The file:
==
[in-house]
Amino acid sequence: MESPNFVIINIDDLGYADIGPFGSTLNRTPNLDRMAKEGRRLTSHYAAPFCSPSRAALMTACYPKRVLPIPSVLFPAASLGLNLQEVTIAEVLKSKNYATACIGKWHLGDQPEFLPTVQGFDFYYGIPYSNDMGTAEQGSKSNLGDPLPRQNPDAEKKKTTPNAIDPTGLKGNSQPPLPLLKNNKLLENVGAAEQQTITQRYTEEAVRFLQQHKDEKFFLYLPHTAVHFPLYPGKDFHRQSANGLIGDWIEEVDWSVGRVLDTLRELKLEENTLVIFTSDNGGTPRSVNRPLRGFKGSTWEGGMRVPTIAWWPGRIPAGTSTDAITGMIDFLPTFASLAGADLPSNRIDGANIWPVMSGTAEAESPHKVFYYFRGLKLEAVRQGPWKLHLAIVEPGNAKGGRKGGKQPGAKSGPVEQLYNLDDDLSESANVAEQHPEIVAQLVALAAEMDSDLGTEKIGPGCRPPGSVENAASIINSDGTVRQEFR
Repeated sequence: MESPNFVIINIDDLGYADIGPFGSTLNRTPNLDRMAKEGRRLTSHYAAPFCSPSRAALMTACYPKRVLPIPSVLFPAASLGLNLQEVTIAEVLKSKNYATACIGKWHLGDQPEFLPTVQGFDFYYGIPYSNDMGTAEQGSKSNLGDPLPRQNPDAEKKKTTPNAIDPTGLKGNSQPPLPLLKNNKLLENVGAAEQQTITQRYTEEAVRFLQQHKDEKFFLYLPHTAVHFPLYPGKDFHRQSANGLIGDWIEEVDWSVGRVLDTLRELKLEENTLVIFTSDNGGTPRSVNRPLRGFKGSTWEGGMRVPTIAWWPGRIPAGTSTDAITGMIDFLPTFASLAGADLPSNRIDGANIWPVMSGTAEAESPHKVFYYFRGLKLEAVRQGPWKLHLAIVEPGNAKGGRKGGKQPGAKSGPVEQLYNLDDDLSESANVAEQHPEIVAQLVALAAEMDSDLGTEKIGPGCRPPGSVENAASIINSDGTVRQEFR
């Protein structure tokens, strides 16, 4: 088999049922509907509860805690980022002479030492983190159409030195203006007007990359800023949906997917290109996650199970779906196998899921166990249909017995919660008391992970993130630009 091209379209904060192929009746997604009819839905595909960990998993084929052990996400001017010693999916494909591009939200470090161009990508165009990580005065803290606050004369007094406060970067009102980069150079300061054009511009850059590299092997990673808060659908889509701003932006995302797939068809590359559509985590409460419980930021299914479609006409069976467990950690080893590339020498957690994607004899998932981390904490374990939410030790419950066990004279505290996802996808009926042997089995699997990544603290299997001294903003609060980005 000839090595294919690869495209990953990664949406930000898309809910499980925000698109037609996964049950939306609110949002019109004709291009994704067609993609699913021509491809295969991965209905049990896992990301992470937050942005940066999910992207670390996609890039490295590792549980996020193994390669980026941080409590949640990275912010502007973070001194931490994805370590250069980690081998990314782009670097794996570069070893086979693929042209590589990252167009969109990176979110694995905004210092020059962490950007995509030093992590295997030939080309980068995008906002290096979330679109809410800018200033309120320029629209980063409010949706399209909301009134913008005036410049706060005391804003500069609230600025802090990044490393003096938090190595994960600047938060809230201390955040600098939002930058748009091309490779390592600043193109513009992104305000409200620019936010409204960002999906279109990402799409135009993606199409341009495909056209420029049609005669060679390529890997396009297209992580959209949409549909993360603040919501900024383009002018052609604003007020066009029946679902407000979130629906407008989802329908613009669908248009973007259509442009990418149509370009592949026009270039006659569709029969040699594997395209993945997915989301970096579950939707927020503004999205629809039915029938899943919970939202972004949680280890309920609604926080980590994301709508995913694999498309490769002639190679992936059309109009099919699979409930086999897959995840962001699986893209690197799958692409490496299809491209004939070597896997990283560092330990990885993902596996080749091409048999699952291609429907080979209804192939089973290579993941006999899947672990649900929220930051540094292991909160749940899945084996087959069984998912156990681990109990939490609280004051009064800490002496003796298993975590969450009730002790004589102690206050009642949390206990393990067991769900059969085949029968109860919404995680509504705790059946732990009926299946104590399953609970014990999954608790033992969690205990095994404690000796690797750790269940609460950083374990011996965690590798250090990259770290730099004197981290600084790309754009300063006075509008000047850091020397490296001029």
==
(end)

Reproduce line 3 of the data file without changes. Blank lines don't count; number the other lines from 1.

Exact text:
Repeated sequence: MESPNFVIINIDDLGYADIGPFGSTLNRTPNLDRMAKEGRRLTSHYAAPFCSPSRAALMTACYPKRVLPIPSVLFPAASLGLNLQEVTIAEVLKSKNYATACIGKWHLGDQPEFLPTVQGFDFYYGIPYSNDMGTAEQGSKSNLGDPLPRQNPDAEKKKTTPNAIDPTGLKGNSQPPLPLLKNNKLLENVGAAEQQTITQRYTEEAVRFLQQHKDEKFFLYLPHTAVHFPLYPGKDFHRQSANGLIGDWIEEVDWSVGRVLDTLRELKLEENTLVIFTSDNGGTPRSVNRPLRGFKGSTWEGGMRVPTIAWWPGRIPAGTSTDAITGMIDFLPTFASLAGADLPSNRIDGANIWPVMSGTAEAESPHKVFYYFRGLKLEAVRQGPWKLHLAIVEPGNAKGGRKGGKQPGAKSGPVEQLYNLDDDLSESANVAEQHPEIVAQLVALAAEMDSDLGTEKIGPGCRPPGSVENAASIINSDGTVRQEFR